Compare these statues with the work of our master sculptors in stone, such as the Samadhi Buddha in Anuradhapura or the reclining Buddha in Polonnaruwa. We can start weeping for the sadness of it all. Do we, the descendants of a civilization that produced such beauty, have to accept these new monstrosities thrust upon us? What does that say of us? Our renowned anthropologist has warned us that the aesthetic ugliness of these new statues amounts to the “uglification” of the Buddha’s spiritual message and the “inner uglification” of the Buddhist conscience. The once noble Buddhist message and conscience were tenets of our society and culture, regardless of which ethnic group to which we belong or which religion we practice or not.

One reason for this common ground was that many of our holiest of spaces are shared sacred spaces of more than one religion. For centuries, Buddhist, Hindu, Muslim and Christian shrines have existed side by side. Kataragama and Adam’s Peak are examples that come immediately to mind but think also of Anuradhapura, Polonnaruwa, Kandy, Dambulla, Madhu and so on.  Anuradhapura, apparently in its heyday, even hosted Greek and Jewish temples. Visited by thousands of devotees, these spaces have been declared as “Sacred Areas” by the government, which invests in their maintenance and in providing facilities for the use of pilgrims. This by itself is not a bad thing. However, the process of being transformed into official “Sacred Areas” has resulted in a space belonging to small people being taken away by an insidious, dominant form of Buddhism, aligned with state power, creeping into the fabric of these sacred spaces, an agenda relentlessly pursued by fundamentalist Buddhists with political support.

This contrasts with the practice of Buddhist kings in the past who considered Buddhism as a shade giving tree of sufficient largess to nurture and protect all other religions practised by the diverse groups of Sri Lanka.  A sacred space was sacred precisely because it was sacred to all. It was this important principle that was violated by the Buddhist monks in Dambulla and their political supporters. Did anybody in authority take it upon themselves to admonish or punish these monks? Not Malwatte, not Asgiriya, not the government. Apparently the monks conveniently have their own order, which is not under the disciplinary jurisdiction of either Asgiriya or Malwatte.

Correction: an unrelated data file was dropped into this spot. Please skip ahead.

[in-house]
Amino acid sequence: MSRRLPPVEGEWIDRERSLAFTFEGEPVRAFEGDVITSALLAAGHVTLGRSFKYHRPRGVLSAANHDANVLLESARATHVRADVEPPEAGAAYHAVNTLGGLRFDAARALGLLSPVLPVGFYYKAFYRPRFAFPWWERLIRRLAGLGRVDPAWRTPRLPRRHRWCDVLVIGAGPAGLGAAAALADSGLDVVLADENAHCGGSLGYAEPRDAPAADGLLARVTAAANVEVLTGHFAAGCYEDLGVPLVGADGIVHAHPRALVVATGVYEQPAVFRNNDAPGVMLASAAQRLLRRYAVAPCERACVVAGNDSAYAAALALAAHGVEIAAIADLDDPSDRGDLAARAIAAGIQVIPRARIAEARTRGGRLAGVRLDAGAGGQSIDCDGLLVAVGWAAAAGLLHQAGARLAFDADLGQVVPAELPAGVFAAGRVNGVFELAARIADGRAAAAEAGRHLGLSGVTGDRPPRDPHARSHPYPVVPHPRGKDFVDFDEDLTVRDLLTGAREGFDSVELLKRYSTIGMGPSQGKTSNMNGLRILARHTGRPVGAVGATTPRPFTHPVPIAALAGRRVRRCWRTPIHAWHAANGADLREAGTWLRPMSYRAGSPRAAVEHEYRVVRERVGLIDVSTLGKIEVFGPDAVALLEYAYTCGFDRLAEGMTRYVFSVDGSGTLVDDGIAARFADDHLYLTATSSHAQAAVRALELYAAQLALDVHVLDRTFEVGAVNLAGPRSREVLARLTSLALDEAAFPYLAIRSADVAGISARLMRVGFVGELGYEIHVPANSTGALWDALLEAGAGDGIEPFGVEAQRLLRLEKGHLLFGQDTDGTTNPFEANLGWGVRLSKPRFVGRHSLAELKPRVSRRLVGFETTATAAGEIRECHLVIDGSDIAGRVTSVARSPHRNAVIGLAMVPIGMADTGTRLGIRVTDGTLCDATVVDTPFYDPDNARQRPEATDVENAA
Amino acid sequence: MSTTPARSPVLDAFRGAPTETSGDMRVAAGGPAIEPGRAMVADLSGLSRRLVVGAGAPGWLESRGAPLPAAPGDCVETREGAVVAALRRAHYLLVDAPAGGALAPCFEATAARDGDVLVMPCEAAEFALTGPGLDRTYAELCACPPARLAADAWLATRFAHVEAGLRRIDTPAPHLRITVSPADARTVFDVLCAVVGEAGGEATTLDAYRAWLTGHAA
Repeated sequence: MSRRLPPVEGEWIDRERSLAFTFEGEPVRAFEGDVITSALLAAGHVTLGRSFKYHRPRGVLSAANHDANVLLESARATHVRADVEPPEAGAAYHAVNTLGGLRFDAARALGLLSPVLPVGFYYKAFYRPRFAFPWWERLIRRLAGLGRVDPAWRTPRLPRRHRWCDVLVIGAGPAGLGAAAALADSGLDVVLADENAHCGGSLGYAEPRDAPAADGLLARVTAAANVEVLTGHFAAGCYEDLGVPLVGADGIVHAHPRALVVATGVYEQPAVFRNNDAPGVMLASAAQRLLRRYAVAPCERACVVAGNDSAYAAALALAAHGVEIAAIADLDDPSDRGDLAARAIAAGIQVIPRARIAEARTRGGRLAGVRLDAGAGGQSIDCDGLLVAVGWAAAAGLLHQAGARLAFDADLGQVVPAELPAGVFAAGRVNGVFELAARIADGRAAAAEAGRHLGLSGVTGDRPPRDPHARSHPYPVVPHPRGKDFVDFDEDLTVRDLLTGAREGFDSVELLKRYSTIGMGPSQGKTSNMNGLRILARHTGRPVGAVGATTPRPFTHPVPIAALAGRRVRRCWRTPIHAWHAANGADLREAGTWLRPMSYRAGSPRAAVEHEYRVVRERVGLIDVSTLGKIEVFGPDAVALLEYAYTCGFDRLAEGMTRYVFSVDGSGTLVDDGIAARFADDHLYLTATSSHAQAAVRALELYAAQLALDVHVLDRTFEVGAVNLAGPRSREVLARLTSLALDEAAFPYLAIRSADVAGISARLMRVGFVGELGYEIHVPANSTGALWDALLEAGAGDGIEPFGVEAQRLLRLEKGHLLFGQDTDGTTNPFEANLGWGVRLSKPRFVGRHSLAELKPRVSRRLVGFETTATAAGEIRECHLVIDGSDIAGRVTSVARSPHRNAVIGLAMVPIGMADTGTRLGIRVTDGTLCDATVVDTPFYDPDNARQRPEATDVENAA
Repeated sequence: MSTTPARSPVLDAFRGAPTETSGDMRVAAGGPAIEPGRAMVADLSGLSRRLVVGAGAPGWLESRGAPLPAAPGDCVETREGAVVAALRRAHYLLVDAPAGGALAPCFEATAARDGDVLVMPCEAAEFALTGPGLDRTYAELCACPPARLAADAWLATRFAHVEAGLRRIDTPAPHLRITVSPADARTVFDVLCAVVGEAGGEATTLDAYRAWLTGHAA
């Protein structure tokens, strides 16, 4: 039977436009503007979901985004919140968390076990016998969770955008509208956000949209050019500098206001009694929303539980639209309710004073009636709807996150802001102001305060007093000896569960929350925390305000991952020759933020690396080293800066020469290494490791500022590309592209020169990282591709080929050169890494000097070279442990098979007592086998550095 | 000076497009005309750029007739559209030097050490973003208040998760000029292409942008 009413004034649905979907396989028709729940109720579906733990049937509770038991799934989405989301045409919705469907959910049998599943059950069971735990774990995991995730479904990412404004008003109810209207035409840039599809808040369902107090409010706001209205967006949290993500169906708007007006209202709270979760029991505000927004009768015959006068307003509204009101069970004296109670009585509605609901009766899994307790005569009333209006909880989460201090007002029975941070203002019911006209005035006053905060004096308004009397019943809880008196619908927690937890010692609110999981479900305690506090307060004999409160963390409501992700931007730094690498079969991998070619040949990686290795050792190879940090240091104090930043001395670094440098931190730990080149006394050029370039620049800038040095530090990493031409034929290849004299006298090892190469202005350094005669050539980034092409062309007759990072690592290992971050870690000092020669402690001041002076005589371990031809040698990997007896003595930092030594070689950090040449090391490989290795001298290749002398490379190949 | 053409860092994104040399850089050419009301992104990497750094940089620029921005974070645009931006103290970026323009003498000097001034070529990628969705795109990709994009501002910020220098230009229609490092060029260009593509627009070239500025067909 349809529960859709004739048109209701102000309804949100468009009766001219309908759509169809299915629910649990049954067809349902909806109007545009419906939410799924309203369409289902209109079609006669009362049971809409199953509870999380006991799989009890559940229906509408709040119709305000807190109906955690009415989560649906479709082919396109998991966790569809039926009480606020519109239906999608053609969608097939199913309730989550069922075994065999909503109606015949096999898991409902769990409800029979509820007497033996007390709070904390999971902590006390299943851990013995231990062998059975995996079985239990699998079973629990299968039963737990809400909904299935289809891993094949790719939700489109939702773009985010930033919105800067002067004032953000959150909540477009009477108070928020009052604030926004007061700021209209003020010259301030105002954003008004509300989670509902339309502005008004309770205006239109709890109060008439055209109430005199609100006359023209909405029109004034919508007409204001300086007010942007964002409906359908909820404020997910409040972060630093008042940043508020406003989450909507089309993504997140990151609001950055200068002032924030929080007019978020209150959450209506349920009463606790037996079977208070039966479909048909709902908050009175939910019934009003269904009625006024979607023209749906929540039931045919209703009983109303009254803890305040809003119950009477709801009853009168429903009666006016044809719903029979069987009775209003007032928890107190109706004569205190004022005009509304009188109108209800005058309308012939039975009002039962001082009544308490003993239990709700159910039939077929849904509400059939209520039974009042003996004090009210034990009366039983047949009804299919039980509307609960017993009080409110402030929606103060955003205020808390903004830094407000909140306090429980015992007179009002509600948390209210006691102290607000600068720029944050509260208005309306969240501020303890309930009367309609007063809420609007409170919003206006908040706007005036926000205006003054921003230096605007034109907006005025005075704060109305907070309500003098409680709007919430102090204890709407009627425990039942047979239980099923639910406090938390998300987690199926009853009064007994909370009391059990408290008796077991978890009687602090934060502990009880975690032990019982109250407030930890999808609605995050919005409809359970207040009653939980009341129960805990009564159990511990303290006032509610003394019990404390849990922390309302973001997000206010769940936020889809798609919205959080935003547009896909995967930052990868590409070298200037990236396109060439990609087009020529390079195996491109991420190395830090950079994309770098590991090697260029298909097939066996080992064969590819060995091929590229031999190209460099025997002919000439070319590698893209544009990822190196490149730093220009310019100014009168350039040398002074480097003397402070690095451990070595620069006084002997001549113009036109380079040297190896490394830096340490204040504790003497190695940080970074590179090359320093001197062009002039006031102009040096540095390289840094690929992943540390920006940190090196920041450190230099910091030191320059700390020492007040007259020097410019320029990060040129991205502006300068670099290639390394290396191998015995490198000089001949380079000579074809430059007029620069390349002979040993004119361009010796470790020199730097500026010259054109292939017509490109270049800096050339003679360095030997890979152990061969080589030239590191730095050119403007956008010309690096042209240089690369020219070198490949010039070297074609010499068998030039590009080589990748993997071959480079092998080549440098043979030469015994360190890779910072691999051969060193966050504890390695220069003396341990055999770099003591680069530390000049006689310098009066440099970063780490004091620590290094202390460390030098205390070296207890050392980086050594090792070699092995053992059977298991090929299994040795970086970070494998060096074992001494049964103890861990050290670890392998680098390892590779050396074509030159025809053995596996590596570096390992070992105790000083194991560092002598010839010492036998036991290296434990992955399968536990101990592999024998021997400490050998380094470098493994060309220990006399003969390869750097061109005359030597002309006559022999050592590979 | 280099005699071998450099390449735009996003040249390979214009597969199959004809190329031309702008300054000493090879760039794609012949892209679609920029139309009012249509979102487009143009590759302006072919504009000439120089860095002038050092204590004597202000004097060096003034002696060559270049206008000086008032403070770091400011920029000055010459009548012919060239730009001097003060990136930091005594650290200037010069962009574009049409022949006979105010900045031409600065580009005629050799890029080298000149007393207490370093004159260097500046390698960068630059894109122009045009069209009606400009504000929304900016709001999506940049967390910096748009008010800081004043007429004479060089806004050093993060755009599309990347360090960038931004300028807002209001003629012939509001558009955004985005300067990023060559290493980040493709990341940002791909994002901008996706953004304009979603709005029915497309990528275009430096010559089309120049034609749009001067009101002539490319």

Taking over shared spaces

 

Unfortunately these Buddhist fundamentalist attempts are not limited to major “Sacred Areas” or occasionally violent events reported by the media. Smaller, local Hindu and Muslim sacred spaces in the North and East are regularly being eclipsed or taken over for Buddhist temples or hideous statues. This process is even taking place in the deity shrines (devales) of the South. These devales, hosting a series of major and minor deities, are small sacred spaces, local “power spots”, associated with but not controlled by Buddhism.  They have been cornerstones of rural farming communities and their harvest rituals, officiated by part-time priests, the kapuralas. The devales, just as Hindu kovils, are the places where Sinhalese, Tamils and Muslims worship side by side, recognizing one another’s gods and goddesses and sharing one another’s bhakthi.

In my wanderings across the country, time and again I have marvelled at how these sacred spaces with their expansive rituals, inclusive of all local deities and their worshippers, nurtured and preserved ethnic co-existence during the worst excesses of the conflict. What were once small tile roofed buildings besides a ficus or mango tree, aesthetically pleasing in their simplicity, are now more often than not hidden by two storey kade facades, occupied and controlled by politically powerful, wheeler-dealer monks, concealed behind saffron robes.

A spectre is haunting our land – the spectre of ugliness. Perhaps it is time to make a stand and put a stop to the desecration of sacred spaces by those with little taste, little bhakthi, little compassion and little tolerance?

Comments

  1. In spite of the rise of aggressive Sinhala-Buddhism, the political vehicles that carried the ideology forward have not maintained their momentum. The JHU for example is mostly a spent force, and treated as a bit of a joke by the political politicians.

Speak Your Mind

*